Secondly, we ask whether - even after the liberation of Auschwitz - we can truly say that we are free of its machinery or the chance that it could be repeated. An example might be painful to think of, but can equally be enlightening: there were two genocides during the first half of the 20th century, that of the Jews and that of the Armenians. What happened in the second half? Genocides and other variants of crimes against humanity began to multiply: Pol Pot in Cambodia, the Rwandan massacres, the genocides in Bosnia and Guatemala, and the policies of state terrorism implemented by military dictatorships in South America.
We can remember Auschwitz to gain perspective and throw light on questions about our present?
Naturally this is not a matter of trying to set Auschwitz on an even footing with other experiences. However, as historian Enzo Traverso put it, we can raise the questions, at least regarding practices for the transmission of the past in education; even after Auschwitz we are living with “imprisonment” camps such as Guántanamo or Abu Ghraib.
Here, teaching about the Holocaust makes us face up to situations of unique complexity in terms of the what, how, and why of teaching about the most extreme and horrific experiences, events that have left many imprints on our societies. How do we teach horror? How do we teach of painful past events that have left their mark on our present worlds? How to we start to think and reflect on human behaviours that violate human rights? What do we teach about these events? What teaching methods do we use? What resources? These questions cannot be sidestepped when it comes to planning how to teach about the Holocaust in schools. These are questions that are intimately linked to our social responsibility and our task as teachers.
Studying, reflecting, and discussing the implications of the Holocaust allows us not only to engage in remembrance of a key historical event that had a profound effect on human culture; it also opens the way to a series of questions regarding understanding and respect for those who are different to us in our own communities, defence and respect for diversity, and building blocks for citizenship. Here, we believe that studying these historical events can serve as a bridge questioning our own experiences: how to participate in active and responsible civic life; how not to remain indifferent to the pain of others; how to demand that societies and governments respect universal human rights.
These questions on how to teach the Holocaust allow us to return once again to the potential found in these events to give way to critical thinking. Thus, it may be a good thing to bear in mind - as we are approaching an anniversary that rightly deserves to be marked - a statement by Argentina political scientist Pilar Calveiro, telling us that “The precise repetition of the same story, with no variations, across the years, may represent not a triumph of remembrance but rather a defeat. First, all repetition dries the story out in the ears of those who listen; meanwhile, to remember is to recreate the past from the current situation of the present, and the project of the future.”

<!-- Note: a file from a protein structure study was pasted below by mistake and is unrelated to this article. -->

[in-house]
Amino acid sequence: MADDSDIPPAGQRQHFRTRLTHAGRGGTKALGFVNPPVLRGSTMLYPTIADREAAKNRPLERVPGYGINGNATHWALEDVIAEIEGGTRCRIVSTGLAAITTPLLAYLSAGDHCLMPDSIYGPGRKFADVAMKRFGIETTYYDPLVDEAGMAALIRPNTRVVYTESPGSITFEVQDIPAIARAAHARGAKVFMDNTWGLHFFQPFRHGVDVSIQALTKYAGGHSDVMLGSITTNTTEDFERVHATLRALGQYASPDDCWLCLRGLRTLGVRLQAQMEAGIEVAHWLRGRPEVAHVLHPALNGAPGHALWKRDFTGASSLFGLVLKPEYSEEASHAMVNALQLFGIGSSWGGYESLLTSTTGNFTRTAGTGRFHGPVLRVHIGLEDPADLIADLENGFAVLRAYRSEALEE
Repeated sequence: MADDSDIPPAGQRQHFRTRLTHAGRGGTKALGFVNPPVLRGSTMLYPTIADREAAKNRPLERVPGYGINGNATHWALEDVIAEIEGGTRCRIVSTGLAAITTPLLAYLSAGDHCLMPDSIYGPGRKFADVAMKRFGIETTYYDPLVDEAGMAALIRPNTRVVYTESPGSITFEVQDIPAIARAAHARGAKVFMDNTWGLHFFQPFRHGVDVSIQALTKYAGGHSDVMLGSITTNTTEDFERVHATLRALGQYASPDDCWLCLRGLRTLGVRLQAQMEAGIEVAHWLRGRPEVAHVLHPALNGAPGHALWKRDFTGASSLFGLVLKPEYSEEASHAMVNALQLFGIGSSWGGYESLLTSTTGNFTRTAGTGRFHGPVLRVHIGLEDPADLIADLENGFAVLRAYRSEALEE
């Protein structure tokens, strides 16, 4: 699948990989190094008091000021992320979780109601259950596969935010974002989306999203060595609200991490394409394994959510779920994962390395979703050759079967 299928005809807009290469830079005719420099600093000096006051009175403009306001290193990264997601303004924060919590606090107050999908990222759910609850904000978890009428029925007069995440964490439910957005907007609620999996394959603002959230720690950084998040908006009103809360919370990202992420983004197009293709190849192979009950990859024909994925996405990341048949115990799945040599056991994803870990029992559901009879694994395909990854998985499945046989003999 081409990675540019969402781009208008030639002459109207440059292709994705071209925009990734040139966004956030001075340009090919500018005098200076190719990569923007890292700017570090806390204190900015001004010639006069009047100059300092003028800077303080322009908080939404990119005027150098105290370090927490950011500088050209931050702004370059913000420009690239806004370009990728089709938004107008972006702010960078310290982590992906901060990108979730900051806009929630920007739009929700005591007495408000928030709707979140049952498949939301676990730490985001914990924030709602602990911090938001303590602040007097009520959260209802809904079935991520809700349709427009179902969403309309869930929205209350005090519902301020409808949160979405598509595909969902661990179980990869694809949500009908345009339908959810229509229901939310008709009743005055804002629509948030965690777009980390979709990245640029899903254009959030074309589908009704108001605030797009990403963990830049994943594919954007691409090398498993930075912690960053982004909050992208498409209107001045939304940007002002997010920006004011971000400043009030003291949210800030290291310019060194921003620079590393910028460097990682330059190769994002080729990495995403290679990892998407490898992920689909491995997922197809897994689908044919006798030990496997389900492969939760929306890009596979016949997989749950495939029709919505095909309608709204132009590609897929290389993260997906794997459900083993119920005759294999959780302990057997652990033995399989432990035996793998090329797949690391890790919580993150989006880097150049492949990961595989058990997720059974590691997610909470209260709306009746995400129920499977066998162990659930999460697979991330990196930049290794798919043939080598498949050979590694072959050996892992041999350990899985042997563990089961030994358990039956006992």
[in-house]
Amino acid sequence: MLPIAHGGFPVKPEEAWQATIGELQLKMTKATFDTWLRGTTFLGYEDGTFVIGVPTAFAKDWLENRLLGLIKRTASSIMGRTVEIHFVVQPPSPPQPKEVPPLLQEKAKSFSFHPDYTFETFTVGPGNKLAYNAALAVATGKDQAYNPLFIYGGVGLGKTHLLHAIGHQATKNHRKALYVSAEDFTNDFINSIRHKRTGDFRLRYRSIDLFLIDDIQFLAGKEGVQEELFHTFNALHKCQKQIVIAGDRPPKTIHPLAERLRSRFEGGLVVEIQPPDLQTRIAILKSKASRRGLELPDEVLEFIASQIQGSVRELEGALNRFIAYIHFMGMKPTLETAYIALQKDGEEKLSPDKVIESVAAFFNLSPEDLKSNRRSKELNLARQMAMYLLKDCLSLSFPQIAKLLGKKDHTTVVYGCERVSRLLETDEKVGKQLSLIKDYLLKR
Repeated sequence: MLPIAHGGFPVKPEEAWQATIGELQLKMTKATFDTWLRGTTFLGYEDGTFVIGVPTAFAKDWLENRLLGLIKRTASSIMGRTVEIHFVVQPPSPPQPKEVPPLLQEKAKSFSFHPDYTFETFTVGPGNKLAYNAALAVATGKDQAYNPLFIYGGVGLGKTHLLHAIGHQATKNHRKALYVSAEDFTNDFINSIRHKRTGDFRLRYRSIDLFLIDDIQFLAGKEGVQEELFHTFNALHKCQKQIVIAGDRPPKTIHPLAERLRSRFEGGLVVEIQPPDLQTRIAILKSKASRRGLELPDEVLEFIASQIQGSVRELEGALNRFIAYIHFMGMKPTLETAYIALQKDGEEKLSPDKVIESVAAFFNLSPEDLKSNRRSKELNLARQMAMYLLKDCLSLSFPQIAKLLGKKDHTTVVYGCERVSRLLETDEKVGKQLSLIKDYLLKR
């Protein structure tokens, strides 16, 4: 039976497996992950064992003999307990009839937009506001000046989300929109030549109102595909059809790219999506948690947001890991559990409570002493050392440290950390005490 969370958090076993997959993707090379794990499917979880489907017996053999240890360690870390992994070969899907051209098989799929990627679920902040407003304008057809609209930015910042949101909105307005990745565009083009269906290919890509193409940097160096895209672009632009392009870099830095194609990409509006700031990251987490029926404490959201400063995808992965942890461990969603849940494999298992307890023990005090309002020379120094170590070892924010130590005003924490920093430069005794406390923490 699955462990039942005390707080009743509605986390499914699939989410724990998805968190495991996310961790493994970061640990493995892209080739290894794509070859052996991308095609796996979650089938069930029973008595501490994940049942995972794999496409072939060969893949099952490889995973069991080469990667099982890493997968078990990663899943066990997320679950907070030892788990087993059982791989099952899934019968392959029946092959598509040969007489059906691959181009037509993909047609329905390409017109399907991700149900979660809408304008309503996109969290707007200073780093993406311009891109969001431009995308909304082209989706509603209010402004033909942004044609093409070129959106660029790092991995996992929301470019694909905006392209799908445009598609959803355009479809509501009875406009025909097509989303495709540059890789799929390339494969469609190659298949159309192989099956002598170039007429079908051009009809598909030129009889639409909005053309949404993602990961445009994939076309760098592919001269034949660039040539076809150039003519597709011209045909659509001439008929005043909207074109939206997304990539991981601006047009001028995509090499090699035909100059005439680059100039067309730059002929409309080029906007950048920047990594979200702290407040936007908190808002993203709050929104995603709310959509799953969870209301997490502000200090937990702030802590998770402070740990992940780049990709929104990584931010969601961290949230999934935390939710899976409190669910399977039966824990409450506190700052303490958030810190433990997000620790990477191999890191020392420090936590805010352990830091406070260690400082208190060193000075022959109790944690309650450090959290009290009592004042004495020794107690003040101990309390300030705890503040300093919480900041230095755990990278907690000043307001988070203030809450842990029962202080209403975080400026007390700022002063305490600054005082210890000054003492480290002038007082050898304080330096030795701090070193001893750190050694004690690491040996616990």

Therefore, we consider it vital that this act is not a matter of commemorating the liberation of Auschwitz in a way that is tied down to a fossilised sense of past events, but rather that we should take pause to consider the full potential of the Holocaust for critical thinking regarding our own present, and how to move on towards a better future.
On 27 January the UN commemorates the victims of the Holocaust. What do you consider to be a good way of commemorating these events in the world of education?
That is a difficult question for us, for a number of reasons. First, although the Argentine government’s ministries of education, defence, foreign relations, and justice and human rights are working towards a series of activities to commemorate the Holocaust, educational activities are in recess for the summer vacations. However, over and above this aspect, the problem comes down to a matter of teaching methods: Can we limit discussion of these issues to a moment as fleeting as an anniversary? Here, it could be pointed out that the date of remembrance falls within the vacations, suggesting that schools’ activities to address this topic can and should take place without limiting them to the standardised dynamics of the calendar of holidays and commemorations.
As we previously suggested, the Holocaust - like the state terrorism that took place in Argentina, or the other genocides of the 20th century - was an extremely complex event that must be approached in depth, going far beyond a fleeting date in the calendar. It could even be said that these issues, over and above specific events tied to specific dates, are wide-reaching topics that could be subjects studied throughout the process of teaching and learning.
However, before finishing, there is a question that we would not like to leave unanswered: what do you consider to be a good way of commemorating it? While we may not be certain of the right method, we do have the premise. A good way to commemorate experiences such as these is to make a commitment to teaching about them. To teach about the Holocaust is, after all, the way in which we can address what has happened, and go on to ask ourselves how to move towards a better future.